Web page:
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From the Front Lines: Hotel Liability

"Don't just provide hotel owners a quote on insurance. They aren't risk experts," says independent agent Mike Barnum. "Help them identify their largest exposures and what can be done to minimize them outside of insurance." 
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From the Front Lines: Hotel LiabilityMike Barnum

Agent

Bankers Insurance

Portsmouth, Virginia

How did you get started at your agency? 

I owned an agency prior to joining the Bankers Insurance team. Although ownership had perks, juggling responsibilities took time away from what I love: helping business owners overcome risk and providing them solutions. I contacted Bankers Insurance and immediately felt at home with how they welcomed my ideas, my vision and the support they provided. I saw I'd be able to focus on solutions for business owners without distraction, so I joined.

Why hotel liability? 

I started in this industry 16 years ago and was advised to establish my own vertical where I had experience and where businesses needed help. Throughout college and high school I had worked in hospitality, so that's where I began calling. I immediately gained traction with hotels where they appreciated my thoroughness and work ethic. Many hotel owners referred me to their peers and it took off from there.

Biggest industry changes?

We are in a hardening market for hotel insurance and insurers are removing coverage. If the policy doesn't contain a communicable disease exclusion under liability, most are adding it at renewal. Many of these actions are being required by reinsurance.

Rates are increasing more than 22% for property. Several hotel umbrella programs shut down and others are reducing their appetite for specific types of hotels. Liability insurers are changing predictive modeling by focusing on the insured's crime score and their online reviews. Several underwriters have told me this past year they received over 10 times the submissions, forcing them to strictly prioritize which ones they will consider. These factors and more culminate into a hard market that will not be going away soon.

Biggest challenges?

Operators are reporting revenues down 30%, while those reliant on weddings and conventions are reporting revenues down as much as 70%. The decreased revenues coupled with the additional regulatory requirements at the local, state and federal level have subsequently resulted in higher operating expenses. Operators are struggling with balancing these additional expenses, new franchise requirements and a hardening insurance market.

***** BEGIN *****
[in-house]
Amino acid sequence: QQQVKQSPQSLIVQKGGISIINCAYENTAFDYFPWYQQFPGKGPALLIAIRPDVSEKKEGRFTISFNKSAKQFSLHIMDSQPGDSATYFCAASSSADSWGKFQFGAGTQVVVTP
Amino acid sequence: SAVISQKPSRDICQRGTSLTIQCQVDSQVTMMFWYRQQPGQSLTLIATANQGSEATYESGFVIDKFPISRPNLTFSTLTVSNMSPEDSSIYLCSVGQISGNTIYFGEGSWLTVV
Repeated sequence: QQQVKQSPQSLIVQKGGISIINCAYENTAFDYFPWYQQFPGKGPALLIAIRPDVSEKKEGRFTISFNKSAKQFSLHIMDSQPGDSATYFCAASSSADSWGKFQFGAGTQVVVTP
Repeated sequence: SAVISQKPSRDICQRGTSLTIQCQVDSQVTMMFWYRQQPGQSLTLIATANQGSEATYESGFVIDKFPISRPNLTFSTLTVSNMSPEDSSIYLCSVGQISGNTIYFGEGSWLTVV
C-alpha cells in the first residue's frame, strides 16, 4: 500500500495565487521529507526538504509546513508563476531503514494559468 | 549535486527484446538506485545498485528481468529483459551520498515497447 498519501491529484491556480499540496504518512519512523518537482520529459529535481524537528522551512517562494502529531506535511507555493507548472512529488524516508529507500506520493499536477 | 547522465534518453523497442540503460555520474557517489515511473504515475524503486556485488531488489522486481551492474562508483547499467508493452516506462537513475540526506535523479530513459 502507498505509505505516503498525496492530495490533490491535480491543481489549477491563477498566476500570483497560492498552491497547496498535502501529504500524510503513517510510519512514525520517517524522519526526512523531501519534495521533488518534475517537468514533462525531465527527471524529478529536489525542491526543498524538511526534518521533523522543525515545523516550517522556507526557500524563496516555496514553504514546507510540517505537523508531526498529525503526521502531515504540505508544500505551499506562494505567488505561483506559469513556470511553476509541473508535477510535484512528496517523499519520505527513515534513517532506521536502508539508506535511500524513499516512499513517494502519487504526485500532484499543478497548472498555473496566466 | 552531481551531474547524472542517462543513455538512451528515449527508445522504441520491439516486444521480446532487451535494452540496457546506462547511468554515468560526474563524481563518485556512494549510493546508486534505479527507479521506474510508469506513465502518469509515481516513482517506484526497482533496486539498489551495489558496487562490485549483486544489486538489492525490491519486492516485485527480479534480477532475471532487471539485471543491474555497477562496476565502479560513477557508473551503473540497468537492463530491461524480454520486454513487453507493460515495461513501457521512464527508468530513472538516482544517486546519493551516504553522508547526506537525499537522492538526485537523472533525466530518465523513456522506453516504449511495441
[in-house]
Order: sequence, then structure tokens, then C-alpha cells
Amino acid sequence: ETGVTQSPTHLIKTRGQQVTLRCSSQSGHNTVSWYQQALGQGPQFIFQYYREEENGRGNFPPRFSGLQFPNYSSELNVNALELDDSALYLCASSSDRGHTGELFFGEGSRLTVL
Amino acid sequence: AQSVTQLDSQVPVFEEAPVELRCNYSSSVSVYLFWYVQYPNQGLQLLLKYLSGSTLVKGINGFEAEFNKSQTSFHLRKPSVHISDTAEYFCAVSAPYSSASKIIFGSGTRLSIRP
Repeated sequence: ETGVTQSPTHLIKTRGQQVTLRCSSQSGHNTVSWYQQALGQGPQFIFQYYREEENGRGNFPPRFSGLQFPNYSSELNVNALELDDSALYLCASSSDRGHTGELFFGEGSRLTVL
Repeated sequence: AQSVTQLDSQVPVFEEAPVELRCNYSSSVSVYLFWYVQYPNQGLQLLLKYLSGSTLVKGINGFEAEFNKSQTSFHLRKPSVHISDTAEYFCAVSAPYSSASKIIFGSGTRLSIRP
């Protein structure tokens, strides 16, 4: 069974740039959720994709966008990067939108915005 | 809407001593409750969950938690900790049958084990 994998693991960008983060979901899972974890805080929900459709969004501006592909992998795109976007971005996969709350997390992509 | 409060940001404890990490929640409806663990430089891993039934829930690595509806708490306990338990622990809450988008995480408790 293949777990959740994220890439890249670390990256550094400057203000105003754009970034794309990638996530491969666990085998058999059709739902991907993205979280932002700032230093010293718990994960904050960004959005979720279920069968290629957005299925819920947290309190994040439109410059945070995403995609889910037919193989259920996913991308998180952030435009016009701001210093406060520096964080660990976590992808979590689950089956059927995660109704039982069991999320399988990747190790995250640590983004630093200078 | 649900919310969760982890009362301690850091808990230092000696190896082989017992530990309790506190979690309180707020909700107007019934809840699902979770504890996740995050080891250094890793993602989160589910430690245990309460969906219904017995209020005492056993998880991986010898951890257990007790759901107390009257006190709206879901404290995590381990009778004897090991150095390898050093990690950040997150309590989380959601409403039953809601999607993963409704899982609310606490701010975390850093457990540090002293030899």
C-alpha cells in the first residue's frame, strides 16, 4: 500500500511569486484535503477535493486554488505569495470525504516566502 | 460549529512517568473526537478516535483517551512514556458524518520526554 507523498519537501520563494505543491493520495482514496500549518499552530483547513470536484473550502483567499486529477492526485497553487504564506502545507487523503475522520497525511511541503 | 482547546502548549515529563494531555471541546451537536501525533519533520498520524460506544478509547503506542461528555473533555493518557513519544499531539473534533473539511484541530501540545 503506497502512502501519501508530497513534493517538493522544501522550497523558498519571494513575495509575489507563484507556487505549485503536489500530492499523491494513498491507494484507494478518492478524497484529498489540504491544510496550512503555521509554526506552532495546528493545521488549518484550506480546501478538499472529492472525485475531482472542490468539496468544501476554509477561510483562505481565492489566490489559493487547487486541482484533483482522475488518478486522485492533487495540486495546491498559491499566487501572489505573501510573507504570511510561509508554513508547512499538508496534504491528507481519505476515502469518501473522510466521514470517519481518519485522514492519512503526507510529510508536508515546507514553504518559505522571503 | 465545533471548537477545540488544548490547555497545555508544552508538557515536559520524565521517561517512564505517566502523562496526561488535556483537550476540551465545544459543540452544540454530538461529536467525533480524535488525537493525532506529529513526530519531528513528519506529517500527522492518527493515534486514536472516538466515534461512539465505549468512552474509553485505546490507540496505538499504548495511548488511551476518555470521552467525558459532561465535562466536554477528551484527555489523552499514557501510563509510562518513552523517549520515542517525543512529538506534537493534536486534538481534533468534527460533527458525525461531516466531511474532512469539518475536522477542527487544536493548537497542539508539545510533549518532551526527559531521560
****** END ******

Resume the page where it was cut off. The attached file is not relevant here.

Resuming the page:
Future trends in the hotel liability market? 

I believe the hotel liability market will continue to harden. Pricing will continue to increase and obtaining desired umbrella limits will become more difficult. Liability exclusions such as communicable disease will be common, or even expected, due to reinsurance treaties.

I foresee an effort to add assault and battery liability limitations or exclusions on lower tier properties, especially in high crime score areas with lower average occupancy rates.

With some hotel owners being financially distressed, I am already seeing many acquisitions, some being attractive value buys. The supply of selling properties will increase with the excess potentially leading to vacant or poorly run properties.

An increasing number of underwriters are looking at occupancy rates for eligibility for their insurance program as well as limitations within it. With the expected trend in distressed properties, this will be a growing problem that will be spurred on by an increase in claims.

Advice for a fellow agent?

Don't just provide hotel owners a quote on insurance. They aren't risk experts. Guide them on proper risk strategies. Help them identify their largest exposures and what can be done to minimize them outside of insurance. Claims for slip-and-falls and bed bugs are frequent liability losses. What is the hotel owner doing to prevent those claims and how are they documenting it?

Documentation is critical. It allows clear, empathetic communication with the claimant, so the insurer doesn't need to overpay an angry customer or aggressive attorney. You can help them grasp the importance of documentation by providing samples, then following up for an executed copy. If your agency does not have these resources, ask your insurer. If we all do our job to mitigate risk with our hotel clients, the entire market will benefit.

Favorite success story?

There's no greater compliment than when a client recommends me to someone they care about. Their trust and confidence are the greatest rewards I receive. We can all make a positive difference if we invest our heart and time in helping our clients instead of just giving them a quote.

Olivia Overman is IA content editor.

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Monday, March 8, 2021
Hotels/Motels